Only 2% of American homes are equipped with standby generators. As such, there are lots of misconceptions about these generators. And what a lot of folks don't know is that the transfer switch is equally important when you're looking to power your entire home.
Don't get bogged down by the terms, it's a lot simpler than it sounds. Basically, it all comes down to what you need to power.
This is the biggest point of confusion while shopping for standby generators. Depending on the size of your residence, "whole house" is rather subjective.
For example, if you have a small house with no central A/C, a small, air-cooled 8kW standby could power your whole house.
Conversely, if you reside in a 6,000 square foot home with multiple A/C units, you'd probably need around a 48kW liquid-cooled generator.
We refer to standby generators capable of producing enough power for all of your home's circuits as "whole house" generators. If you're not able to provide power to all of your home's circuits, you don't really have a whole house generator.
This means that no generator on the market can truly be labeled a whole house generator, but any generator has the potential to be a whole house generator, depending on the size of the home it's providing power to.
Circuit management is a crucial factor in powering your whole house. If you aren't concerned about powering every room in your home, you can opt for a load center, which will transfer the generator's power to specific circuits that you want to send power to.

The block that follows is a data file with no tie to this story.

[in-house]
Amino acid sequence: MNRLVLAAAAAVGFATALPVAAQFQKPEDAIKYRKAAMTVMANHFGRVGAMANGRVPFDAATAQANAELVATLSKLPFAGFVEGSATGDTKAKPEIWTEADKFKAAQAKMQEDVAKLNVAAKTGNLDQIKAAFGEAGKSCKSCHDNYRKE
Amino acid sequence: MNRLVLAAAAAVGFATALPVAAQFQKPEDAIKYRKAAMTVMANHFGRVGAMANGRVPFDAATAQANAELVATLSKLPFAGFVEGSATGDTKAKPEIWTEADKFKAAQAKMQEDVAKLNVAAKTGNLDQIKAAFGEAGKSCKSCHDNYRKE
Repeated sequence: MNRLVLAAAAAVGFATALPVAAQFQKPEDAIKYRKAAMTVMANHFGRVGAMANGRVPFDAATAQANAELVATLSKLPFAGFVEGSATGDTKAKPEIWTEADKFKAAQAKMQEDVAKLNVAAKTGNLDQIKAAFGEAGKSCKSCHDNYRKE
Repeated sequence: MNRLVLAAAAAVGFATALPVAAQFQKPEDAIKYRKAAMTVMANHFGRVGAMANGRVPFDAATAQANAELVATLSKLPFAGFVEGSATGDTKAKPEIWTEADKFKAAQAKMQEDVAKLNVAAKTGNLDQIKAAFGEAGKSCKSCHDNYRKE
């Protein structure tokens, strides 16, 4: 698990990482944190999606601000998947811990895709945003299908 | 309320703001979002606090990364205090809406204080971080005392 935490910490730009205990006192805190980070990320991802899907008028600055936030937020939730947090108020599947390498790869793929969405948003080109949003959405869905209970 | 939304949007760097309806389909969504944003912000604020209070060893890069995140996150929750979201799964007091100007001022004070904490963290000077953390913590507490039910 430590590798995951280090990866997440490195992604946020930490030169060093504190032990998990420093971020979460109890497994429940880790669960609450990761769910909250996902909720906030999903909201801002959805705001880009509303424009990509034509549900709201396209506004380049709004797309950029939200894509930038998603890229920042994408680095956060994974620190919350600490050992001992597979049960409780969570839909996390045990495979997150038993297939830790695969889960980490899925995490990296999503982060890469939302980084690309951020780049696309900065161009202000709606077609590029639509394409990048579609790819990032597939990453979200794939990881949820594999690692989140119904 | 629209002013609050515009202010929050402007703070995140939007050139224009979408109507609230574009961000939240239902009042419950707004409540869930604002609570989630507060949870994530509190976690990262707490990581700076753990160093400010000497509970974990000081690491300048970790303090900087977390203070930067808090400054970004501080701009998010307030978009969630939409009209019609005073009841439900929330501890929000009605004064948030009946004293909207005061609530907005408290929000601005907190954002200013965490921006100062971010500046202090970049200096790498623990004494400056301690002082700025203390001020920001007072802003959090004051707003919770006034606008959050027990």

If you truly want to power your whole home, and you have a generator large enough to do so, you'll have to go with a whole house switch (or a service disconnect switch). These will manage the distribution of the generator's power to all of the circuits in your home.
Generally, these generator switches are designed to send power to just the critical circuits in your home. They only have 8-16 circuits, meaning you can only restore power to 8-16 circuits in your breaker box.
If you have a larger home, you probably won't get all the lights back on. You pick the rooms that are most important. For example, the kitchen, the basement so your sump pump runs, and the garage so you can get your cars in and out.
However, many older, smaller homes only have 10 circuits, in which case, a properly-sized generator and a transfer switch with 10 or more circuits would be a whole house generator.
Whole house switches, also called "service disconnect switches," offer more versatility than load center switches.
Instead of choosing circuits, you can power your entire electrical panel. The other main difference lies in the ability to manage high-demand appliances/circuits, such as central air conditioners.
Although the generator may lack the strength to start two high-wattage appliances simultaneously, with proper accessories, you will be able to manage the loads as power becomes available.